What happened

Shares of Carvana (NYSE:CVNA) gained a whopping 91% through the first six months of the year according to data from S&P Global Market Intelligence, as the online used car dealer continued to put up impressive growth numbers.

No single event drove the company's gains. Rather, the disruptive car dealer benefited from strong quarterly growth, ongoing expansion across the country into new markets, its novel vending machines, and a recovery from the market sell-off at the end of last year.

A Carvana vending machine tower

Image source: Carvana.

Carvana's gains largely came in March and April, following the release of its fourth-quarter earnings report at the end of Februrary.

CVNA Chart

CVNA data by YCharts

So what 

Carvana's surge started on Feb. 28, when the stock gained 7.3% after its fourth-quarter earnings report came out. The company showed off 105% growth in units sold to 27,750, while revenue jumped 121% to $584.8 million.  The company remained unprofitable in the quarter as it invests in growth, posting a per-share loss of $0.55 against estimates of a $0.49 loss, but the market was willing to overlook that as Carvana continues to deliver incredible top-line growth.  

The market also seemed to like Carvana's guidance for fiscal 2019, calling for a 70%-75% increase in units sold to 160,000-165,000, and a 74%-79% increase in revenue to a range of $3.4 billion to $3.5 billion. The company also expects to expand to 50-60 new markets this year, giving it a total of 135-145 markets, or coverage of 65% of the U.S. population. 

The stock added to those gains days later, following an analyst note endorsing its online sales model, and a sign of improving profitability in its credit business. Later in March, the company priced its first auto loan securitizaiton, opening up another potential revenue stream.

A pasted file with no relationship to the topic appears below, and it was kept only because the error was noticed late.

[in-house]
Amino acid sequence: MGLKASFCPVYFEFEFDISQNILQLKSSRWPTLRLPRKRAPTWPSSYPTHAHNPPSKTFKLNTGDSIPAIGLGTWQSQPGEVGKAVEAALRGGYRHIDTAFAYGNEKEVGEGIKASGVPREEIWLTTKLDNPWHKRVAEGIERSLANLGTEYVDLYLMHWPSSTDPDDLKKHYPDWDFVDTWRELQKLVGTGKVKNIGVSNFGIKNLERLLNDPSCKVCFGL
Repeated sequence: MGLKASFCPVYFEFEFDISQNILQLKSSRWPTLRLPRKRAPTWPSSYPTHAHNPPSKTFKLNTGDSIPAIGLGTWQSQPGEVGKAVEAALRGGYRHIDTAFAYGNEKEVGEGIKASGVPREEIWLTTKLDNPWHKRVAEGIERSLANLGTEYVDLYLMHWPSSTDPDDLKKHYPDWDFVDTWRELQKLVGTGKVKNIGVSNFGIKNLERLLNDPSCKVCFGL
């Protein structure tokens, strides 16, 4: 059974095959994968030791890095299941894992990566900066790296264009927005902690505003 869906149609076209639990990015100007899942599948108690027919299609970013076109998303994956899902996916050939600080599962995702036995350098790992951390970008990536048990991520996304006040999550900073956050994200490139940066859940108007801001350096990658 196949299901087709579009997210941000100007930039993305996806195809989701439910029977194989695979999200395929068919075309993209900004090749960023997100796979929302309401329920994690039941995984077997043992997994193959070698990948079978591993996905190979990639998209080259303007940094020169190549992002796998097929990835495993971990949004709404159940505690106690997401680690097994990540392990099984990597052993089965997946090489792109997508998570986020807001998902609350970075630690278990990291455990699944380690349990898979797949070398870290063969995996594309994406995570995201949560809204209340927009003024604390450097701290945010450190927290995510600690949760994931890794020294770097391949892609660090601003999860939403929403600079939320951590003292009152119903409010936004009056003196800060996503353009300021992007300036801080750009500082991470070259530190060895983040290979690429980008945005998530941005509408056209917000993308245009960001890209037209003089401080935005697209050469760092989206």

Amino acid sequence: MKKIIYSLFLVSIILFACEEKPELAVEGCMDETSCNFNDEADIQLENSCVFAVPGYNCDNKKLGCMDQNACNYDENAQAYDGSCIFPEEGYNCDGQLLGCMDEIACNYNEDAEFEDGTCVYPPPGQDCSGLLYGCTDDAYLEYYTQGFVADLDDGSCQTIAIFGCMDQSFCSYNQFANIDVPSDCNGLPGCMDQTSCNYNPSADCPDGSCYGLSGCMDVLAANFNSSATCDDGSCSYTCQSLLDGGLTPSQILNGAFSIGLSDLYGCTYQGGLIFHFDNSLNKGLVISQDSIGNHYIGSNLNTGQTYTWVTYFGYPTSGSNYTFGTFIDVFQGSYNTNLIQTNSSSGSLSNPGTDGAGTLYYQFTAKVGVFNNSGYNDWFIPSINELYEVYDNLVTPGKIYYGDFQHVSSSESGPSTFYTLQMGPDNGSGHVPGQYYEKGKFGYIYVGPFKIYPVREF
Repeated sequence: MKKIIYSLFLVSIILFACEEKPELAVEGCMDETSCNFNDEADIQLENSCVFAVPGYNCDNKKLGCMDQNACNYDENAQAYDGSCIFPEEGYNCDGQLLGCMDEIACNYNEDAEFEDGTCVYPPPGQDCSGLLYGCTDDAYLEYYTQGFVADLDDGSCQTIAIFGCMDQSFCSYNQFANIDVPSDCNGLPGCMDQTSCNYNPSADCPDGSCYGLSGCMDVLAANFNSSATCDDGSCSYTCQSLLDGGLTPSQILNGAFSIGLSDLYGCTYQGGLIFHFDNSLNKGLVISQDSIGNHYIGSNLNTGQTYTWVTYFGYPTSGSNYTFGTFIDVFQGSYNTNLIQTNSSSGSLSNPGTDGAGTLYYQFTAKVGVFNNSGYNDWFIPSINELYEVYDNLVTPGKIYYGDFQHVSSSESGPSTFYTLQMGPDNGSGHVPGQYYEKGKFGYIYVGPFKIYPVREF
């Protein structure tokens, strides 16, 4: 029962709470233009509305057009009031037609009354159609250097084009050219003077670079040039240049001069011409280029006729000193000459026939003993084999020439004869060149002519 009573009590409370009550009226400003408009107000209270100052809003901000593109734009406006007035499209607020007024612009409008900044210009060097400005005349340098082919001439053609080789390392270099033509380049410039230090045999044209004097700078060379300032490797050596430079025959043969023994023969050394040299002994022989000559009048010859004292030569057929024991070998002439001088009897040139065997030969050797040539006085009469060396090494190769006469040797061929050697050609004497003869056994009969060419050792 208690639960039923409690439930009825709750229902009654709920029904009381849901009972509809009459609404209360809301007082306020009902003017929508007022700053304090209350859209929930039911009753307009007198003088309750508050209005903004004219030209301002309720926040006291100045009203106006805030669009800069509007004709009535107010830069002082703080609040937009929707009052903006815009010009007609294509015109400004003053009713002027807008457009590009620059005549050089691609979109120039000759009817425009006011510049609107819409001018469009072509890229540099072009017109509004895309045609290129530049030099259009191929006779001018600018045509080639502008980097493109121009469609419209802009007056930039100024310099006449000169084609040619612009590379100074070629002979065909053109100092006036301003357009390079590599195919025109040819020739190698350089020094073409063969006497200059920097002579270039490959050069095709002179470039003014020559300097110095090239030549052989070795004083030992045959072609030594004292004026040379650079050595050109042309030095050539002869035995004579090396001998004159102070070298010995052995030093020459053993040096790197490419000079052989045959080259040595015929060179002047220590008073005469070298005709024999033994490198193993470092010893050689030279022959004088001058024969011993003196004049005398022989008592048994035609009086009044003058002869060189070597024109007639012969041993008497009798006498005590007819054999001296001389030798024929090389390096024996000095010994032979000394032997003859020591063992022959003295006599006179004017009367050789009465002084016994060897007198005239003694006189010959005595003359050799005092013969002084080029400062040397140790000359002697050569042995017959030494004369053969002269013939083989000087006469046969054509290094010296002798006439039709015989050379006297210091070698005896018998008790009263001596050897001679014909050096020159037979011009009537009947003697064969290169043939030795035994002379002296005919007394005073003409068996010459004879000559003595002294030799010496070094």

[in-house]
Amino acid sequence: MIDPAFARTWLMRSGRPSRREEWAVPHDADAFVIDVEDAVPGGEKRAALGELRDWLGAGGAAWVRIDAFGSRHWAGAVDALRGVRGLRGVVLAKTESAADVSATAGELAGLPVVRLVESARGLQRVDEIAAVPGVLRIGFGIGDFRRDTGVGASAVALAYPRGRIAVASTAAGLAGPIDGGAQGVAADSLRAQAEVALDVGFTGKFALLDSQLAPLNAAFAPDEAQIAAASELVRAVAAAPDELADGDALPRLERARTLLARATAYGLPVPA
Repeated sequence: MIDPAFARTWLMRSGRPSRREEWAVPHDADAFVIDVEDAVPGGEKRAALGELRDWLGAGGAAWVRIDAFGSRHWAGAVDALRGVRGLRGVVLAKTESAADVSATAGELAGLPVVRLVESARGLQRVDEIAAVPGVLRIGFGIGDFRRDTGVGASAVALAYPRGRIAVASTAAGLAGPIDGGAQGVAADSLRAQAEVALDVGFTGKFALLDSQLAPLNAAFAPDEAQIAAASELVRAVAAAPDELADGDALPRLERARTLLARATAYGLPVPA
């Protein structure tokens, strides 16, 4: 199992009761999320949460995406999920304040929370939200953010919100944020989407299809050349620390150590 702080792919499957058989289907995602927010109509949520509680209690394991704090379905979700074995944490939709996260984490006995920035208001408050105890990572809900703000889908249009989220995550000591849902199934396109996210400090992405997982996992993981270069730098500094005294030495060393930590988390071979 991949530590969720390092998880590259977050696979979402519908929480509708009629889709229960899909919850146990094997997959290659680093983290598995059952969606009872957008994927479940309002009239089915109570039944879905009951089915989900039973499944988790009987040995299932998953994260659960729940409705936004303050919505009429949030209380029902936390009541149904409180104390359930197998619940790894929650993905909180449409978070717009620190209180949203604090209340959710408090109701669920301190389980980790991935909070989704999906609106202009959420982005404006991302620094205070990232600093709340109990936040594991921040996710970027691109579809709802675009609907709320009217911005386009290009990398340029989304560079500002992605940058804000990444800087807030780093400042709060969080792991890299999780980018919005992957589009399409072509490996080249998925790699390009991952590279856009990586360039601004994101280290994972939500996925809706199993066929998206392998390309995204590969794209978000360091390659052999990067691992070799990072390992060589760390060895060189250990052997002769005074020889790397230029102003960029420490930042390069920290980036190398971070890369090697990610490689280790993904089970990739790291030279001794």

The stock marched higher in April when the company announced several expansions across the country, and rose after the first-quarter earnings report came out after hours on May 8. In that report, the company said revenue jumped 110% to $755.2 million, beating expectations, as units sold rose 99% to 36,766. Management raised its full-year guidance to revenue growth of 79%-84%. 

However, the stock peaked there and fell sharply two days later, possibly over valuation concerns. Later in May, the stock dipped after the company announced a secondary stock offering. 

Now what 

Carvana shares are now up more than 500% since its IPO a little more than two years ago. The company's growth clearly demonstrates that its model is resonating with customers, and not many companies can match a track record of 21 straight quarters of triple-digit revenue growth.

However, the stock is heavily shorted, and questions about its profitability remain, given that used-car retail is traditionally a low-margin business. Carvana believes it can eventually sell 2 million cars a year, more than 10 times its forecast for 2019. If it can reach that goal, the profit question should take care of itself.